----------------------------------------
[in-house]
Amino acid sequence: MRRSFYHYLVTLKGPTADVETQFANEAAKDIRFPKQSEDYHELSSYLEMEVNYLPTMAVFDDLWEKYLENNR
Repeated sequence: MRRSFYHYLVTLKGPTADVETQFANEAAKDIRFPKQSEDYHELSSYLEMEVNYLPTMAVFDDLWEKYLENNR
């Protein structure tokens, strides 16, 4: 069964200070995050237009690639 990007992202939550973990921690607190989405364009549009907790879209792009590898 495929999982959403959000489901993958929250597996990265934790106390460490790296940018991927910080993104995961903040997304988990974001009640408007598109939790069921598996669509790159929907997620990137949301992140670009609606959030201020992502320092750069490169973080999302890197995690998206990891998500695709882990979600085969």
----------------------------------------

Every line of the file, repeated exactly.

[in-house]
Amino acid sequence: MRRSFYHYLVTLKGPTADVETQFANEAAKDIRFPKQSEDYHELSSYLEMEVNYLPTMAVFDDLWEKYLENNR
Repeated sequence: MRRSFYHYLVTLKGPTADVETQFANEAAKDIRFPKQSEDYHELSSYLEMEVNYLPTMAVFDDLWEKYLENNR
């Protein structure tokens, strides 16, 4: 069964200070995050237009690639 990007992202939550973990921690607190989405364009549009907790879209792009590898 495929999982959403959000489901993958929250597996990265934790106390460490790296940018991927910080993104995961903040997304988990974001009640408007598109939790069921598996669509790159929907997620990137949301992140670009609606959030201020992502320092750069490169973080999302890197995690998206990891998500695709882990979600085969």